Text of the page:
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PTSD: National Center for PTSD

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PTSD Guideline Overview - Rural Provider PTSD Toolkit


Rural Provider PTSD Toolkit

PTSD Guideline Overview
  The Veterans Affairs and Department of Defense Clinical Practice Guideline for the Management of Posttraumatic Stress Disorder and Acute Stress Disorder was revised in 2017 to provide the latest information and assist clinical decision making in all aspects of a patient-centered care approach.18 A rapidly growing body of research has led to new or refined strategies to manage and treat patients with PTSD. The use of a shared decision making process is encouraged where the patient and provider together review treatment options and compare benefits and harms of each before selecting the option that best meets the patient's needs.

Shared Decision Making

Shared decision making is an approach in which providers and patients communicate together using the best available evidence to make decisions.

To learn more, take this PTSD 101 online course: Shared Decision Making for PTSD.
Shared Decision-Making diagram
Create awareness that options exist. Discuss options and their benefits and harms. Explore patient preferences. Make the decision.


An accurate diagnosis and assessment using either a clinical interview or structured diagnostic interview is an essential first step to correctly identify patients with PTSD and ensure they receive appropriate treatment. Brief questionnaires such as the PTSD Checklist (PCL-5) can be used to assess symptom severity and monitor treatment response.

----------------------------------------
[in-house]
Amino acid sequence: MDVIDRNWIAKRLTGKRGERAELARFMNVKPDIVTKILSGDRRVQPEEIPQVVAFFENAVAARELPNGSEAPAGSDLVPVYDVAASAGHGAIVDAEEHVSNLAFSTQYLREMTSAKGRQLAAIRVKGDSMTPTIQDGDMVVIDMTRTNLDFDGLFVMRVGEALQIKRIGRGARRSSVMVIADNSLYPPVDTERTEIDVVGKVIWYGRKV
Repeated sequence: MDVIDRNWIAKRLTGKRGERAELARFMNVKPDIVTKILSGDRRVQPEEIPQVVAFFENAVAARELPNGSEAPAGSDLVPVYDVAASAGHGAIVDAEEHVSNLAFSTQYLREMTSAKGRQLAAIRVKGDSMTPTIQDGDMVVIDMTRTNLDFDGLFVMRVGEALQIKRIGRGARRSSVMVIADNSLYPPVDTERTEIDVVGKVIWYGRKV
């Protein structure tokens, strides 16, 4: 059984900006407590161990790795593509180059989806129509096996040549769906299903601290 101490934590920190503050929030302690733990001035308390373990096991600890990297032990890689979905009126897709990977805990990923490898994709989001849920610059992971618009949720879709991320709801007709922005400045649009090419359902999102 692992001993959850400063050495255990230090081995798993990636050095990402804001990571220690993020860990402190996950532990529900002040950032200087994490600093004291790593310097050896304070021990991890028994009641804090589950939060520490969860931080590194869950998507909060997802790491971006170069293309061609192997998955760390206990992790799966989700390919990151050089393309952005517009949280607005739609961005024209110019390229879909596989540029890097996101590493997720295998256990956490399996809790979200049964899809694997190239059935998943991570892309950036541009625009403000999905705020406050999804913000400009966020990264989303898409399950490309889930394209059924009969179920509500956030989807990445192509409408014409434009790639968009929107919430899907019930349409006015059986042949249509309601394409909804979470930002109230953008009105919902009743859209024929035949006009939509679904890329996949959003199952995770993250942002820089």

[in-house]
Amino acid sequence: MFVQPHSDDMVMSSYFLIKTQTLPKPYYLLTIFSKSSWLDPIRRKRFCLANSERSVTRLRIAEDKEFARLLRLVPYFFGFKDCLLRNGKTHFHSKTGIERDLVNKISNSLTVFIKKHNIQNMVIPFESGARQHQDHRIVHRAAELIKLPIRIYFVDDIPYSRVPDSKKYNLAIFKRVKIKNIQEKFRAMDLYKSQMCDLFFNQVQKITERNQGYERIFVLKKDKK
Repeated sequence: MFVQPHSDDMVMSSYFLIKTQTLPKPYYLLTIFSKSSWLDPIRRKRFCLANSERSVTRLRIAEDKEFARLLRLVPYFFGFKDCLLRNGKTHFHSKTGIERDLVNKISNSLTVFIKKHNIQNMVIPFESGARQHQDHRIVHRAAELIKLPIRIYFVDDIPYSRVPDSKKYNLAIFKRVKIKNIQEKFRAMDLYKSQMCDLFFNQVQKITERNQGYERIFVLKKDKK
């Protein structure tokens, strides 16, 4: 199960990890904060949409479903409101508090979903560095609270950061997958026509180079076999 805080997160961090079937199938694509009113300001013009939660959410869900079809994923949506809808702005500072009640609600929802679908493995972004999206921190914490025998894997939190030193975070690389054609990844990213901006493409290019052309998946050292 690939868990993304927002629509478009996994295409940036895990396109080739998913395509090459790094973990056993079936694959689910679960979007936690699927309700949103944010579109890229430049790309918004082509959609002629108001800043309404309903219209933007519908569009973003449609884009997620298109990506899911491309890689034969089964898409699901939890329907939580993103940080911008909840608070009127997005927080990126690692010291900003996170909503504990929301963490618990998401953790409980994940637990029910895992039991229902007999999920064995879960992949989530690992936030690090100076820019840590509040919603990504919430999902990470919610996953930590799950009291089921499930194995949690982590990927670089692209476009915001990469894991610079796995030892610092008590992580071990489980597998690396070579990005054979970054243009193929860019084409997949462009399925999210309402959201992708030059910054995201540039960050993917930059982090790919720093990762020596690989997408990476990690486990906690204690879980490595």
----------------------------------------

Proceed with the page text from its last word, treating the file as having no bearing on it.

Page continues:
PTSD Treatment Guidelines

A major change in the 2017 guideline is there is now a recommendation to use specific trauma-focused treatments over medications or other psychotherapies, which are both recommended as second line.

The guideline's recommendation to use individual trauma-focused psychotherapy over pharmacotherapy reflects the current state of research into PTSD treatment. Two recent meta-analyses noted that trauma-focused psychotherapies impart greater change with regard to core PTSD symptoms than pharmacotherapies, and that these improvements persist for longer time periods.19, 20 The trauma-focused psychotherapies with the strongest evidence from clinical trials are:

  • Prolonged Exposure (PE)
  • Cognitive Processing Therapy (CPT)
  • Eye Movement Desensitization and Reprocessing (EMDR)
Other manualized protocols that have sufficient evidence to recommend use are:

  • Specific cognitive behavioral therapies (CBTs) for PTSD
  • Brief Exposure Therapy (BEP)
  • Narrative Exposure Therapy (NET)
  • Written Narrative Exposure
If trauma-focused psychotherapy is not available or if a patient prefers a treatment that does not require a focus on trauma, the guideline suggests individual, manualized psychotherapy that is not trauma-focused. The following are the therapies with the most evidence with direct comparisons with first-line therapies:

  • Stress Inoculation Training (SIT)
  • Present-Centered Therapy (PCT)
  • Interpersonal Therapy (IPT)
The guideline also recommends that the presence of comorbid disorders not prevent patients from receiving the guideline-recommended treatments.